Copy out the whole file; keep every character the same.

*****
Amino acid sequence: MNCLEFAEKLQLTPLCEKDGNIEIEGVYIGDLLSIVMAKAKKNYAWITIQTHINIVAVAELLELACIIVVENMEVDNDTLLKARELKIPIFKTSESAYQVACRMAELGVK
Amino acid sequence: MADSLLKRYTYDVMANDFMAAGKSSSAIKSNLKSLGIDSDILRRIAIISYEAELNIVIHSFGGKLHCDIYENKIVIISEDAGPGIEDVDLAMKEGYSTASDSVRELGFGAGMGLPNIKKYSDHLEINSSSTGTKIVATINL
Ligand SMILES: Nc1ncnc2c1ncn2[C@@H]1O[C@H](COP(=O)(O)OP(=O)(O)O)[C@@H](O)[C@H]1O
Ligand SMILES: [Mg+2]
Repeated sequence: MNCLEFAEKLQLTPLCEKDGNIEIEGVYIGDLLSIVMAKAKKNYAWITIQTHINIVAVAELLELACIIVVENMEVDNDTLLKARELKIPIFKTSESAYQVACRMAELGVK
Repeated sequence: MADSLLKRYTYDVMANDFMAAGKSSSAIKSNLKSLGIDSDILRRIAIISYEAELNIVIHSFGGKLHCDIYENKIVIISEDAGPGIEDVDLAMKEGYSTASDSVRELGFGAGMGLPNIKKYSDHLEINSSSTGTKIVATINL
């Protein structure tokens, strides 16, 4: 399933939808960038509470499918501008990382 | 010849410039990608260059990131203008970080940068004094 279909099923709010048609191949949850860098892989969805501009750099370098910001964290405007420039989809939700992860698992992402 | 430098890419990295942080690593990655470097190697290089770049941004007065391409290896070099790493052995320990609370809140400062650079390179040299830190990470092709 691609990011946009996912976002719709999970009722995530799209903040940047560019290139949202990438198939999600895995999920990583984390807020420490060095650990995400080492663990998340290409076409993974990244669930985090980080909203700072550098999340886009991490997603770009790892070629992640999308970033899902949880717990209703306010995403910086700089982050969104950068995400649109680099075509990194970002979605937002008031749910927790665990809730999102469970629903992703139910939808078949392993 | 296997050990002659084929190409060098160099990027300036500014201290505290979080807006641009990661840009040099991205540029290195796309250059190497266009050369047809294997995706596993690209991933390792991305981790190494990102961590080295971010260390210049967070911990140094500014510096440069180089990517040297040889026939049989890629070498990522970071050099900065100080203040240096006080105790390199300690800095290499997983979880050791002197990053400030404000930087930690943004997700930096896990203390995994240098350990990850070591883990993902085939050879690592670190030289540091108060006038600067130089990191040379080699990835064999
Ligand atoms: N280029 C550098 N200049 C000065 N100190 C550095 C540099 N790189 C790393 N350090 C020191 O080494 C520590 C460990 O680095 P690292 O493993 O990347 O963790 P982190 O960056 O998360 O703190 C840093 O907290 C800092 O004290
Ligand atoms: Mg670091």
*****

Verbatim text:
Amino acid sequence: MNCLEFAEKLQLTPLCEKDGNIEIEGVYIGDLLSIVMAKAKKNYAWITIQTHINIVAVAELLELACIIVVENMEVDNDTLLKARELKIPIFKTSESAYQVACRMAELGVK
Amino acid sequence: MADSLLKRYTYDVMANDFMAAGKSSSAIKSNLKSLGIDSDILRRIAIISYEAELNIVIHSFGGKLHCDIYENKIVIISEDAGPGIEDVDLAMKEGYSTASDSVRELGFGAGMGLPNIKKYSDHLEINSSSTGTKIVATINL
Ligand SMILES: Nc1ncnc2c1ncn2[C@@H]1O[C@H](COP(=O)(O)OP(=O)(O)O)[C@@H](O)[C@H]1O
Ligand SMILES: [Mg+2]
Repeated sequence: MNCLEFAEKLQLTPLCEKDGNIEIEGVYIGDLLSIVMAKAKKNYAWITIQTHINIVAVAELLELACIIVVENMEVDNDTLLKARELKIPIFKTSESAYQVACRMAELGVK
Repeated sequence: MADSLLKRYTYDVMANDFMAAGKSSSAIKSNLKSLGIDSDILRRIAIISYEAELNIVIHSFGGKLHCDIYENKIVIISEDAGPGIEDVDLAMKEGYSTASDSVRELGFGAGMGLPNIKKYSDHLEINSSSTGTKIVATINL
């Protein structure tokens, strides 16, 4: 399933939808960038509470499918501008990382 | 010849410039990608260059990131203008970080940068004094 279909099923709010048609191949949850860098892989969805501009750099370098910001964290405007420039989809939700992860698992992402 | 430098890419990295942080690593990655470097190697290089770049941004007065391409290896070099790493052995320990609370809140400062650079390179040299830190990470092709 691609990011946009996912976002719709999970009722995530799209903040940047560019290139949202990438198939999600895995999920990583984390807020420490060095650990995400080492663990998340290409076409993974990244669930985090980080909203700072550098999340886009991490997603770009790892070629992640999308970033899902949880717990209703306010995403910086700089982050969104950068995400649109680099075509990194970002979605937002008031749910927790665990809730999102469970629903992703139910939808078949392993 | 296997050990002659084929190409060098160099990027300036500014201290505290979080807006641009990661840009040099991205540029290195796309250059190497266009050369047809294997995706596993690209991933390792991305981790190494990102961590080295971010260390210049967070911990140094500014510096440069180089990517040297040889026939049989890629070498990522970071050099900065100080203040240096006080105790390199300690800095290499997983979880050791002197990053400030404000930087930690943004997700930096896990203390995994240098350990990850070591883990993902085939050879690592670190030289540091108060006038600067130089990191040379080699990835064999
Ligand atoms: N280029 C550098 N200049 C000065 N100190 C550095 C540099 N790189 C790393 N350090 C020191 O080494 C520590 C460990 O680095 P690292 O493993 O990347 O963790 P982190 O960056 O998360 O703190 C840093 O907290 C800092 O004290
Ligand atoms: Mg670091």